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The Terms And Phrases Of Free Agency

Some of the definitions you need to know this time of year

A week from today, teams are officially allowed to start talking to scheduled free agents from another team. A week from Wednesday, free agency (and the new league year) officially begins. With that, here's a short primer on the terms and phrases and mechanisms of free agency (and contracts) that come up again and again this time of year.

  • Dead cap hit: Any leftover salary cap money from a player that counts against the cap even though the player is no longer around. For example, De'Vondre Campbell, scheduled to be a free agent, will have a $4 million cap hit in the 2021, even though he would not be on the roster. (If Campbell re-signs, that cap hit remains plus whatever his new deal will call for.)
  • June 1 cut: If a player is released after June 1, his dead cap hit can be split up over the next two seasons. A player can be released prior to June 1 with a June 1 designation, but if a team does that, the player's dead money must be carried in full against the cap until June 1 actually arrives on the calendar.
  • Restructuring a contract: This one is used too often when it shouldn't. If a player restructures a contract, it means he is getting all the money he had due this season, just in a different form; i.e., turning salary into immediate signing bonus. The player gets the money he had coming, and the team by turning salary to bonus can spread the cap hit out over future years. A lot of times someone will note a player could "restructure" by taking less money and doing nothing else to the contract -- nope. That's just a paycut.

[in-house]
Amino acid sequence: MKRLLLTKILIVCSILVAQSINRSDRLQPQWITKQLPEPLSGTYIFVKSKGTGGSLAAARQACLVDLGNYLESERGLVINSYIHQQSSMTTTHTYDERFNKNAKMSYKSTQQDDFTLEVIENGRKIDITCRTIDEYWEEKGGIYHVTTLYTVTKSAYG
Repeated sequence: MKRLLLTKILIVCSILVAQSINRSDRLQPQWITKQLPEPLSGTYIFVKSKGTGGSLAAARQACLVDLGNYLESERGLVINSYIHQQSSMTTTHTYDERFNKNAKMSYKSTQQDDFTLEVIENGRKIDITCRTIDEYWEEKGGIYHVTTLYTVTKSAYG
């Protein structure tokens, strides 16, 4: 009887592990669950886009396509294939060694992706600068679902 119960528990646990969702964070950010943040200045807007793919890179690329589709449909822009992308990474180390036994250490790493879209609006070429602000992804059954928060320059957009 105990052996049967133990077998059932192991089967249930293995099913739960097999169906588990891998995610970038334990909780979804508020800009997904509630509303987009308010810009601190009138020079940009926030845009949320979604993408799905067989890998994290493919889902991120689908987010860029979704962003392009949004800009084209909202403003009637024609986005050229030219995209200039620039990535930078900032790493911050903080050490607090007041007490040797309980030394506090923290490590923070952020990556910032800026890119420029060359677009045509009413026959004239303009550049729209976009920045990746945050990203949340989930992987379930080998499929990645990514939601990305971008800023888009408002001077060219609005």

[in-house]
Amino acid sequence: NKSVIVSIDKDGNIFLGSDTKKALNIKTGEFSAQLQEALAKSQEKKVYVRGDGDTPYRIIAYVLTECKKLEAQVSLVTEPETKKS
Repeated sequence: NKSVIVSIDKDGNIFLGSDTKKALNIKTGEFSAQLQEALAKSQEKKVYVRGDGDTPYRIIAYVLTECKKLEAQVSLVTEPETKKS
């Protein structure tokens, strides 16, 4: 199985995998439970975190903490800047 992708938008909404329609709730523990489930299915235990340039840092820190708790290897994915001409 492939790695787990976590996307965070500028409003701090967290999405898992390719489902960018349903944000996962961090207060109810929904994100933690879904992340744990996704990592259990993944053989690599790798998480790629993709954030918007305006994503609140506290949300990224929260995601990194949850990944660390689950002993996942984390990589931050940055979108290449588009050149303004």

• Top 51: In the offseason, until the first Monday before the opening regular season game, only the top 51 salary cap numbers on each team count against the cap. Once we get to that Monday, every cap number on the roster, including injured reserve players and practice squad players, count against the cap.
  • Voidable years: Teams can add void years at the back end of a contract in order to spread out the signing bonus cap hit. It's what they just did with J.J. Watt, who essentially signed a two-year deal although on paper it's five years (with the last three seasons automatically voiding after two played.)
  • Guaranteed money: The team will never put out details like guaranteed money, but the agents will. But that comes with a caveat. The guaranteed money that is most important in a contract; if a player has a non-guaranteed $5M salaries in the last two years of a five-year deal and is released before those years, he doesn't get any of the cash. But even reports of guarantees aren't always in the strictest sense of the word. Sometimes the money in Year Two, for instance, is considered a guarantee even if it isn't, since most teams won't cut a free agent one year into a signing.
  • Agreed To Terms vs. Signed: It's exactly what it sounds like. If a player signs his contract, the deal is done. If the player has agreed to terms, the contract has yet to be signed and usually, the player has yet to take his physical, which must be cleared before a team will sign a guy. Most teams prefer to wait to announce a new player until after he signs (and after the physical is done), which is why often there is a lag between when reports come out that a player is going to a team and the team officially confirming the news.
GM Steve Keim and Adrian Wilson, VP of pro personnel
GM Steve Keim and Adrian Wilson, VP of pro personnel

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